Why do teeth hurt when the cold weather sets in? This is a problem that plagues many during the cold months and luckily there are a few solutions.
Our teeth are made of dentin that is covered by harder enamel. Upon sudden exposure to cold, and even for a short period of time, dentin can contract or shrink. This contraction is very minimal, but it can still allow exposure of sensitive parts of the teeth to the cold air inhaled, which can then respond with pain or sensitivity. Once the mouth is shut, the temperature returns back to 36.7 degrees and the dentin and enamel expand. If one suffers from tooth grinding, there can be hairline cracks in the teeth, which are generally unnoticeable, but can expand and contract more enhancing the sensitivity to cold. The best way to prevent cold induced tooth pain is to stay warm! Try and breathe through your nose as much as possible, and if this is a challenge in the more frigid times, place a scarf over your mouth to prevent direct contact of cold air with the teeth. Desensitizing tooth pastes can help coat the exposed dentin and reduce sensitivity too.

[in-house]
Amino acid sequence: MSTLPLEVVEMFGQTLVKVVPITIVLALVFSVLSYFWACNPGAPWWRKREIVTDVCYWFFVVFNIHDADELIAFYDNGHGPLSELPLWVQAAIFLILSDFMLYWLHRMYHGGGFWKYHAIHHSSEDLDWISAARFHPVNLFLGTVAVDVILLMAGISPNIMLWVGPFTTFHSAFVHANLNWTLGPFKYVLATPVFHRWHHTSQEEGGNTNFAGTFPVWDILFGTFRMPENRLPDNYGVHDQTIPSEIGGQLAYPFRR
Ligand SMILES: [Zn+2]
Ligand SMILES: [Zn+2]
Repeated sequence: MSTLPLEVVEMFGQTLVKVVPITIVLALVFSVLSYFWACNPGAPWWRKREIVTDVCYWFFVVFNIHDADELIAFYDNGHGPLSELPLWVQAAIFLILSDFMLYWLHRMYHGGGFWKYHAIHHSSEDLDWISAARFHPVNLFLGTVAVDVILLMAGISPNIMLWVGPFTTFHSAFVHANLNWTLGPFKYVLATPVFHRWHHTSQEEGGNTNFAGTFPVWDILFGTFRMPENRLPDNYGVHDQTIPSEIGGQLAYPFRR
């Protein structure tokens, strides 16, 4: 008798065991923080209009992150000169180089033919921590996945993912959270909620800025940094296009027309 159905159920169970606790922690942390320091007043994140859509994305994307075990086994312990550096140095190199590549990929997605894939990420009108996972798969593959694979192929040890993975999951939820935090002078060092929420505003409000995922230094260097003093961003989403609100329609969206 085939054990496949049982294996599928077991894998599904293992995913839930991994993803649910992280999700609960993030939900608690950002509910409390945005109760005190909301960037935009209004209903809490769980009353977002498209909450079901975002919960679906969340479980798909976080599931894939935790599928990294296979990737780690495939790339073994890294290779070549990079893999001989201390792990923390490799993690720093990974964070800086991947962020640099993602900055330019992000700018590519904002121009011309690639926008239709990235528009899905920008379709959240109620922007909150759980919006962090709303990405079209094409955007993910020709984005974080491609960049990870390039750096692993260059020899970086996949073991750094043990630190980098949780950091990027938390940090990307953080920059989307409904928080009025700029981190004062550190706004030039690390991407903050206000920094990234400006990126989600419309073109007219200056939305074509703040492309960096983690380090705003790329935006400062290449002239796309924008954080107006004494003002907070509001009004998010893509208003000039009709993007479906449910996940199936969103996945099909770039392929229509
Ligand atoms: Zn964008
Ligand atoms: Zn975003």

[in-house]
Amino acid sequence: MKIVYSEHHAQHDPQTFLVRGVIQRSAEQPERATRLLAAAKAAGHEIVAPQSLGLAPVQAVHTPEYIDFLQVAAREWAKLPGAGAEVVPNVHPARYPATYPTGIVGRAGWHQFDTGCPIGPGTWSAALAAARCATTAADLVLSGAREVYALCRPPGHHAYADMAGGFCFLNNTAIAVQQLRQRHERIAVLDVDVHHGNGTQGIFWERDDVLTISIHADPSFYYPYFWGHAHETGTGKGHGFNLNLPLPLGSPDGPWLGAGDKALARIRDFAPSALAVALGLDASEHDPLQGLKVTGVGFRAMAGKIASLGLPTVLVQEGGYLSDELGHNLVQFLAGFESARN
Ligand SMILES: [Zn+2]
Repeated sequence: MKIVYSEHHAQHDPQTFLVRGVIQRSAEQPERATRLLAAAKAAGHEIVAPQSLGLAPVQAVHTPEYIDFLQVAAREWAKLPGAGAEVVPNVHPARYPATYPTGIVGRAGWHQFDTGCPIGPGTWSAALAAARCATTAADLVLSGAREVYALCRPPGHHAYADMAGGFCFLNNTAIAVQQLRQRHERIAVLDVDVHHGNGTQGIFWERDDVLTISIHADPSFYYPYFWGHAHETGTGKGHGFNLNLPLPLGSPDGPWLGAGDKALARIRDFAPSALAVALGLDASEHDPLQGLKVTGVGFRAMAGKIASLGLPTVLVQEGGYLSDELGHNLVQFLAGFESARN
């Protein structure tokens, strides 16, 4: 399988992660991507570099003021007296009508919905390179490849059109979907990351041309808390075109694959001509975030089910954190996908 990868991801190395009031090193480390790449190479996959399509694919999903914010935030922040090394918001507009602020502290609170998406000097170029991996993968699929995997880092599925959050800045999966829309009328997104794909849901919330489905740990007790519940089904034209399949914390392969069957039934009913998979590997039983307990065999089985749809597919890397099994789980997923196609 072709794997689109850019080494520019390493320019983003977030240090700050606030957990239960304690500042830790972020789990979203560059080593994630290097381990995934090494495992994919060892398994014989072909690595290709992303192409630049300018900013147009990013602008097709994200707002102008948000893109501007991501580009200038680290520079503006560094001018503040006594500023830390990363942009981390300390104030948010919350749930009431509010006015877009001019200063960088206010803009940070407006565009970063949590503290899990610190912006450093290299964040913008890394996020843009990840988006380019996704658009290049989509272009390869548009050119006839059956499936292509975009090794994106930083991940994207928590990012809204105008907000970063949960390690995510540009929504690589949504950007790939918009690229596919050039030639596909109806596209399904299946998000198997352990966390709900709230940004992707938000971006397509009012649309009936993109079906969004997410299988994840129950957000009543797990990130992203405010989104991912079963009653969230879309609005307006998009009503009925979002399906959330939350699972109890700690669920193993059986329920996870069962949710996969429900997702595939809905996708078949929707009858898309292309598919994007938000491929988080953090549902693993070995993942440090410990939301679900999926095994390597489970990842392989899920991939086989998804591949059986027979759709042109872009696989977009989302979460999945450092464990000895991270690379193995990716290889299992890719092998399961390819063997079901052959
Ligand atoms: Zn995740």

Even if we are not breathing in, the cold air through our mouth, the cold weather can make us clench and grind our teeth, either unconsciously or in a conscious effort to stop the cluttering. This stress may also lead to tooth and joint pain and even cracks over time. If you clench, the best remedy is to relax the muscles and allow the lower jaw to drop.
Sometimes cold induced pain can have other underlying causes such as, Amalgam fillings that are prone to expansion and contraction and can crack the teeth around them when exposed to temperature changes. A Gum infection may also manifest itself with strong sensitivity to cold air. Make sure to contact Dr. Daniel Kaufman and our team at Tooronga Family Dentistry for more ways to solve this chilling phenomenon, and stay warm!